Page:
CDI Torque Wrenches and Temperature Ranges
CDI click-style (“clicker”) torque wrenches: Avoid storing CDI clickers below 32 degrees Fahrenheit and above 120 degrees Fahrenheit. When a wrench is stored below freezing, you run the risk of developing condensation that can cause the internals to rust, affecting the accuracy and performance of the tool. Temperatures exceeding 120 degrees, meanwhile, will cause the grease inside of the wrench to melt and seep out, affecting performance and accuracy.
The ideal storage temperature for our CDI clickers is “room temperature” (roughly between 65 and 78 degrees Fahrenheit). The consistent temperature reduces the risk of the freeze/thaw cycle, helping to eliminate the possibility of condensation and rust over time. The ideal working temperature is between 40 and 110 degrees Fahrenheit.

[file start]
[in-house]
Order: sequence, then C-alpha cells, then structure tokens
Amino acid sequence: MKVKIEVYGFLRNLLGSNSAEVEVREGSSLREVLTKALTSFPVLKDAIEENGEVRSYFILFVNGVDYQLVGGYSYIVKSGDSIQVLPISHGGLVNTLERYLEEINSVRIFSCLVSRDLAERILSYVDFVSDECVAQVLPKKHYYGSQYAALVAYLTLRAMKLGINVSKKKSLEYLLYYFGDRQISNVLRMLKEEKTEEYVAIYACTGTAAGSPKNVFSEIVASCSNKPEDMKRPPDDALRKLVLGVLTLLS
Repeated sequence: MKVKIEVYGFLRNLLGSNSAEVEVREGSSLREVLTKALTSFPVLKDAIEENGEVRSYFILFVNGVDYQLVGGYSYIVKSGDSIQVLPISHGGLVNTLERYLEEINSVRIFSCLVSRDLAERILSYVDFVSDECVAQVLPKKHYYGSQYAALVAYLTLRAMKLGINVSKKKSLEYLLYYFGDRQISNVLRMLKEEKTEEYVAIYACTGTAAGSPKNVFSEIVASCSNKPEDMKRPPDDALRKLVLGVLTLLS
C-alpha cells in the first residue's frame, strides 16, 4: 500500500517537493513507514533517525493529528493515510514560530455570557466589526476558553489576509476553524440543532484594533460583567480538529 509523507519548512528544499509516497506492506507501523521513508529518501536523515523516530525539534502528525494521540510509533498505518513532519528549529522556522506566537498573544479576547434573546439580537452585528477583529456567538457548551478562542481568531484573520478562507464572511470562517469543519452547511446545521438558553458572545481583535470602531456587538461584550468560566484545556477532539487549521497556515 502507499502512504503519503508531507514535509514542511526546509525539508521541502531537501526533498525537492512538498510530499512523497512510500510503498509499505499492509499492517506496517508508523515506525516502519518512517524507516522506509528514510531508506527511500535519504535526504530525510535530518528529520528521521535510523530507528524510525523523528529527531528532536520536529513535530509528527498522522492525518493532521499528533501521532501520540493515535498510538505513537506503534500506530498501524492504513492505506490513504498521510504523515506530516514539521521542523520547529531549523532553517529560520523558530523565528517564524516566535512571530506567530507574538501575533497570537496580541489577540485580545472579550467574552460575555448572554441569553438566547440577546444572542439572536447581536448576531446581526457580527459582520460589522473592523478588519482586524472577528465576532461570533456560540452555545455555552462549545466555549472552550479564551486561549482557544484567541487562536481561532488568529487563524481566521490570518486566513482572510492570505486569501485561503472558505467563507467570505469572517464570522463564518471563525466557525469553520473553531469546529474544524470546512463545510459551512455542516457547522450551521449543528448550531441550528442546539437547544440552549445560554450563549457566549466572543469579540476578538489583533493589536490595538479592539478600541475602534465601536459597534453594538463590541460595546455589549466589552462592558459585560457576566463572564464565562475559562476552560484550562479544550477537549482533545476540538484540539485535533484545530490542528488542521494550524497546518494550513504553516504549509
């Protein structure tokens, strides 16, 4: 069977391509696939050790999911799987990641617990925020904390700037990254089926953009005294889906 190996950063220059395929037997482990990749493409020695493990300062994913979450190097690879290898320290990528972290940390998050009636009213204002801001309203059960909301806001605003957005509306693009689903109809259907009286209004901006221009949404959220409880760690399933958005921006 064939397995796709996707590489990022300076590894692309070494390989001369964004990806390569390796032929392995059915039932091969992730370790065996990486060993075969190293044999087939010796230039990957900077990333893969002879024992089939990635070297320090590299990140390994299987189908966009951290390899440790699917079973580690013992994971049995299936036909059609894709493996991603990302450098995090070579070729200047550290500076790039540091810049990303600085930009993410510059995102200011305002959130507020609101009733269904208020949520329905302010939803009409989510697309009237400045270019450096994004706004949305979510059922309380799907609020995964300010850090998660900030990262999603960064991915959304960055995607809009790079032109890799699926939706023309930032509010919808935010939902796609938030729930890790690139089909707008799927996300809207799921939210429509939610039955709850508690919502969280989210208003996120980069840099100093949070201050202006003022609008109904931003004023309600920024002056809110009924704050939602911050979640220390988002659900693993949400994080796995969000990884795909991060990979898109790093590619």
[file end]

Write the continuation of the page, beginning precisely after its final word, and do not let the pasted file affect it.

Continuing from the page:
Before the torque wrench is used, either in hot or cold temperatures, it should be exercised to get the internal parts and grease moving around. The best way to do this is to set the wrench to a low setting and flex or click the head 10 times in the same direction (in the clockwise position). Once the wrench has been exercised, it is ready to be used.
Deflecting beam torque wrenches: CDI Torque Products does not make this wrench. It, too, can be stored in a wide range of temperatures. Cold will affect performance more than heat, because in the cold, the molecules in the steel slow down and the beam becomes more stiff or rigid, thus affecting the reading on the scale. Like clickers, even beam or deflecting style wrenches should be exercised before use.
J.H. Williams Tool Group, a subsidiary of Snap-on